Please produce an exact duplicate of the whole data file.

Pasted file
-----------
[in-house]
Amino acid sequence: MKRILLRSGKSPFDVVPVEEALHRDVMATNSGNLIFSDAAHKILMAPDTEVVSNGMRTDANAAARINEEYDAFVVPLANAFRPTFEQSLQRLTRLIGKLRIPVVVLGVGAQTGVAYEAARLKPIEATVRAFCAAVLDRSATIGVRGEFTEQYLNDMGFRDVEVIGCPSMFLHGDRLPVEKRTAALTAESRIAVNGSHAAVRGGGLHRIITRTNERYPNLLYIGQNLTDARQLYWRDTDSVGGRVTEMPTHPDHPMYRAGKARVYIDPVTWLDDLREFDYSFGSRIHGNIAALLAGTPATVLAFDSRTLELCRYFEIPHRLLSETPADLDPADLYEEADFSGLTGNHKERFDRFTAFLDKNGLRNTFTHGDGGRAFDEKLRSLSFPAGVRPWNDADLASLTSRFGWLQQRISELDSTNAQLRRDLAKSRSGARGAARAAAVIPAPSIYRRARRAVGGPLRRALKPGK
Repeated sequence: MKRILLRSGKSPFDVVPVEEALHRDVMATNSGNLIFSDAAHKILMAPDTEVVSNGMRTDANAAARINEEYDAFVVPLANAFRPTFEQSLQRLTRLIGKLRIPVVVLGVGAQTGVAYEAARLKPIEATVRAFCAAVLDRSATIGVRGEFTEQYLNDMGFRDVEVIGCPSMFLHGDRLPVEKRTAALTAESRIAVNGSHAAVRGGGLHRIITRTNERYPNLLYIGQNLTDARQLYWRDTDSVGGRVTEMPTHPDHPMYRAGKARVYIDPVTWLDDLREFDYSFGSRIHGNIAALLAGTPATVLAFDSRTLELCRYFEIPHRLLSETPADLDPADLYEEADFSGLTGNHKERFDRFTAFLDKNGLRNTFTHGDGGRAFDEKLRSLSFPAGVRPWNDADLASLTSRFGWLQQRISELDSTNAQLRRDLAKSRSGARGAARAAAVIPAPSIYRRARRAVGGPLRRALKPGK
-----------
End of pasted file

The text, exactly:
[in-house]
Amino acid sequence: MKRILLRSGKSPFDVVPVEEALHRDVMATNSGNLIFSDAAHKILMAPDTEVVSNGMRTDANAAARINEEYDAFVVPLANAFRPTFEQSLQRLTRLIGKLRIPVVVLGVGAQTGVAYEAARLKPIEATVRAFCAAVLDRSATIGVRGEFTEQYLNDMGFRDVEVIGCPSMFLHGDRLPVEKRTAALTAESRIAVNGSHAAVRGGGLHRIITRTNERYPNLLYIGQNLTDARQLYWRDTDSVGGRVTEMPTHPDHPMYRAGKARVYIDPVTWLDDLREFDYSFGSRIHGNIAALLAGTPATVLAFDSRTLELCRYFEIPHRLLSETPADLDPADLYEEADFSGLTGNHKERFDRFTAFLDKNGLRNTFTHGDGGRAFDEKLRSLSFPAGVRPWNDADLASLTSRFGWLQQRISELDSTNAQLRRDLAKSRSGARGAARAAAVIPAPSIYRRARRAVGGPLRRALKPGK
Repeated sequence: MKRILLRSGKSPFDVVPVEEALHRDVMATNSGNLIFSDAAHKILMAPDTEVVSNGMRTDANAAARINEEYDAFVVPLANAFRPTFEQSLQRLTRLIGKLRIPVVVLGVGAQTGVAYEAARLKPIEATVRAFCAAVLDRSATIGVRGEFTEQYLNDMGFRDVEVIGCPSMFLHGDRLPVEKRTAALTAESRIAVNGSHAAVRGGGLHRIITRTNERYPNLLYIGQNLTDARQLYWRDTDSVGGRVTEMPTHPDHPMYRAGKARVYIDPVTWLDDLREFDYSFGSRIHGNIAALLAGTPATVLAFDSRTLELCRYFEIPHRLLSETPADLDPADLYEEADFSGLTGNHKERFDRFTAFLDKNGLRNTFTHGDGGRAFDEKLRSLSFPAGVRPWNDADLASLTSRFGWLQQRISELDSTNAQLRRDLAKSRSGARGAARAAAVIPAPSIYRRARRAVGGPLRRALKPGK